Asia in the global art compass . . . but where is Vietnam?
by Paul Harris
The Global Art Compass: New Directions in 21st Century Art by Alistair Hicks, Thames & Hudson £18.95
Alistair Hicks should know his way around the art world. He is Curator to the Deutsche Bank where he buys contemporary art for the Bank’s extensive collection. Extensive is possibly an understatement: it has some 60,000 works of art from all continents. It is difficult not to suspect that to some degree the Bank is hedging its bets and its acquisitions represent investment potential as much as support for artists. Nevertheless, Hicks avers that ‘I am meant to locate art, but also to help others to relate to it.’
The world is now global thanks to the digital and communications revolutions. However, rather than making the art world easier to understand, we are assailed by so much information, images from so many places and the requirement to assess so many artists. The object of this new book is to help the reader make his or her way through this confusing panorama. It is not trying to tell you “Why should I like this?” Rather, in Hicks’ words, it “seeks to encourage you to use artists to help you understand yourself and those around you.” He repeats Gombrich’s opening salvo in the ground-breaking The Story of Art (1950), ‘There really is no such thing as Art. There are only artists.’
The author deals with his mission on a continent-by-continent basis. Approximately a quarter of the 224 pages is given over to Asia. Essentially, he deals with the impact of artists he has come into contact with on a professional basis and there are well known names like Ai Weiwei, Cai Guo-Quiang, Yan Pei Ming and Wang Qingsong. He is not intimidated by any startling new media. He relates much of new Asian art to the collision of cultures and relates the dramatic fireworks which opened the Beijing Olympics to the tradition of gunpowder drawings. Recent seismic changes in the political and economic structure of China has, he believes, led to dislocation and a growing remoteness from the legacy of the past: the role of the violent and disruptive Cultural Revolution, which features in many artists’ work today, is rightly highlighted. And so, history dominates much of contemporary Chinese art.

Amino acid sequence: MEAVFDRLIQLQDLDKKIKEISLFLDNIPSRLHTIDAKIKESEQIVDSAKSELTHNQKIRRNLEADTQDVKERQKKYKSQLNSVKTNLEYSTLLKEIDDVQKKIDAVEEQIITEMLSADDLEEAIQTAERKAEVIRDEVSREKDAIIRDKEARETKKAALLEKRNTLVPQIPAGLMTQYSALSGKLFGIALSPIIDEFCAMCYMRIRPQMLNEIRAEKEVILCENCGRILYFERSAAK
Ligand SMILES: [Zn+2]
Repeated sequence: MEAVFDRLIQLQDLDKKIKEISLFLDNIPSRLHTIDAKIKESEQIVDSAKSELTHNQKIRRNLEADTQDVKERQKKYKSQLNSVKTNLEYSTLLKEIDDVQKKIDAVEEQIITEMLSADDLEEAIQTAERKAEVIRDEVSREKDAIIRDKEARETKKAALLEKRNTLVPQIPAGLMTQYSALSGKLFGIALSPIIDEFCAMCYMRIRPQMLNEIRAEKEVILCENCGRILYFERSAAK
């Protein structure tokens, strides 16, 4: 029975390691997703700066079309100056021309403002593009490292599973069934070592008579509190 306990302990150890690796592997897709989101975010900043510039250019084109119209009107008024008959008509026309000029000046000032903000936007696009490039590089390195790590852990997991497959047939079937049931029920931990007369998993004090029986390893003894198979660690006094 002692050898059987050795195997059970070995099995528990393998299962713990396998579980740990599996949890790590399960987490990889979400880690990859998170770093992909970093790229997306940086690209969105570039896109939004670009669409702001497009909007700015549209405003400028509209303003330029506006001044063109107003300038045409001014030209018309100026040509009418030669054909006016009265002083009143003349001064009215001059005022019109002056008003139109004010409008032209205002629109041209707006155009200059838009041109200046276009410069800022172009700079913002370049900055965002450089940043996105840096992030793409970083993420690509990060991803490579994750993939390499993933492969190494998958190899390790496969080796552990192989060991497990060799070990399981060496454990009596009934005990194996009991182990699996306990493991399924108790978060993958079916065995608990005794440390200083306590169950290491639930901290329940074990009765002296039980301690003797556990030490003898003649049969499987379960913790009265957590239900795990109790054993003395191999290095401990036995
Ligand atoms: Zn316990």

I have no real quarrel with the views and assumptions formed by the author. It is a highly useful tool in seeking perspective on the role of art today. However, as an active collector of modern Vietnamese art, I am, of course, disappointed to find that no Vietnamese artist features in the book. That is a failure derived from the ‘personal experience’ model adopted by Hicks. Hopefully, this book will be updated in the future. By that time, I hope Hicks will have found his way to Hanoi and will have discovered the vibrant and exciting work emanating from Vietnam. Strongly influenced by the troubled country’s colonial past, it fits his model.